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Why Catholics are right to applaud Boehner

5-27-11 Posted by Admin in Blog 1 Comments

In this morning’s Washington Post, Ed Gillespie, former counselor to President George W. Bush and a former chairman of the Republican National Committee, pinpoints the confusion deliberately spread among Catholics by pundits like E.J. Dionne — that the only acceptable way to help the poor is to assume from the outset they do not want most of all the opportunity to take care of themselves. That takes education, strong families and real jobs, all of which Speaker Boehner has supported throughout his years in Congress. Yes, there should always be a ‘safety net’ for those in poverty but care should be taken that net is not viewed as the best help our nation can provide those in need.

In the Op-Ed, Gillespie writes:

“Liberal critics often discount both the role of charity in helping meet the needs of the poor (and public opinion and behavioral research consistently show that self-identified conservatives donate a higher percentage of their income to charity than do self-identified liberals), and the importance of local and state programs. Subsidiarity is an important tenet of the Catholic Church, which is the belief that, as John Paul II said, “a community of a higher order should not interfere in the internal life of a community of a lower order, depriving the latter of its functions, but rather should support it in case of need and help to coordinate its activity with the activities of the rest of society, always with a view to the common good.” In the realm of political debate, conservatives apply this as federalism.”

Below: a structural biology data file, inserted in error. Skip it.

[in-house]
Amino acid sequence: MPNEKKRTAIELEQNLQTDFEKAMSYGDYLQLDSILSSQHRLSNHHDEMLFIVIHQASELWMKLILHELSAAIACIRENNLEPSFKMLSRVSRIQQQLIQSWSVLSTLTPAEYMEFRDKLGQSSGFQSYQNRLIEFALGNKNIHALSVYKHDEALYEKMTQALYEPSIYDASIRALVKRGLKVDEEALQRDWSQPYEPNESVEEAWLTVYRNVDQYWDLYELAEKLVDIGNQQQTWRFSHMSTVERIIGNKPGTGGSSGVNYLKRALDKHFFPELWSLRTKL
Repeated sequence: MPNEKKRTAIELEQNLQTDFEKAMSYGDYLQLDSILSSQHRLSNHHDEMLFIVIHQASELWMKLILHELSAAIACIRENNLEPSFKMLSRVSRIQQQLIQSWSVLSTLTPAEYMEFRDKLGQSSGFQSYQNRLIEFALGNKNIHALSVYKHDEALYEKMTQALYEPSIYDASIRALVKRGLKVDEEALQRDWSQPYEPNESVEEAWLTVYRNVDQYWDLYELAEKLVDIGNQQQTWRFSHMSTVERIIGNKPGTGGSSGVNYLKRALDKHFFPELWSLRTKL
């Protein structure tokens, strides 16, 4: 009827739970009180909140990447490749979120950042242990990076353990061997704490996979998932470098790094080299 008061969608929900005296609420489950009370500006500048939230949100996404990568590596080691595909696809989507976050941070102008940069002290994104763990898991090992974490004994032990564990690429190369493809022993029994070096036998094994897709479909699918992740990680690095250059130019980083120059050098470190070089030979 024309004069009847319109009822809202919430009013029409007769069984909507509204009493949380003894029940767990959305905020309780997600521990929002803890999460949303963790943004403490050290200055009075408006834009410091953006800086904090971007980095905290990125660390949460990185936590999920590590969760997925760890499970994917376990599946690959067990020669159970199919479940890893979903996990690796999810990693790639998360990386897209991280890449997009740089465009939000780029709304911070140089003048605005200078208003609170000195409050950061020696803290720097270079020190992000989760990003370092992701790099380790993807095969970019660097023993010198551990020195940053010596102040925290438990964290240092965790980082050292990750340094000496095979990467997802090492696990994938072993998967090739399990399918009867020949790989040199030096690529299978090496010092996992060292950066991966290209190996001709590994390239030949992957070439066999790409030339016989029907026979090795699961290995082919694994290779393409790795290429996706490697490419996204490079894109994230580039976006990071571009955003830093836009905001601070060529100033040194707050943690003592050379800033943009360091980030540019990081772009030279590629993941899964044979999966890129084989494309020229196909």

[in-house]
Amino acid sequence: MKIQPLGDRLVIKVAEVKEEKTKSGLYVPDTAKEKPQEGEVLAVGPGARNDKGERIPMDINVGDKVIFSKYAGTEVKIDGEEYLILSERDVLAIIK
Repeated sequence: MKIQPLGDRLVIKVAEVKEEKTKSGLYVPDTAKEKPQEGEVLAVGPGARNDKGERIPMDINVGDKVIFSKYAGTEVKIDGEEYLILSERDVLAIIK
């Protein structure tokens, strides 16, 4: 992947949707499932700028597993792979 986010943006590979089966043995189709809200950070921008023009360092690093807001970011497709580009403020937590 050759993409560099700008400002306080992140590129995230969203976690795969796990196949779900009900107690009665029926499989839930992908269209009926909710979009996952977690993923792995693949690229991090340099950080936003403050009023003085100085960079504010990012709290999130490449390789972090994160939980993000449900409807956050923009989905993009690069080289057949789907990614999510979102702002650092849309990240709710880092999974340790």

Click here to read Ed Gillespie’s full Op-Ed published May 27, 2011 in The Washington Post

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One Response to Why Catholics are right to applaud Boehner

  1. Ted Seeber says:

    Since John Paul II only mentioned communities, and not governments, why are we unwilling to ask the same from multinational corporations, whose profit taking out of our communities causes the lack of opportunity in the first place? Should we not first demand that a “business of the higher order” should not interfere in the internal life of “communities of the lower order”- that is apply it to the business world as well as to federalism?

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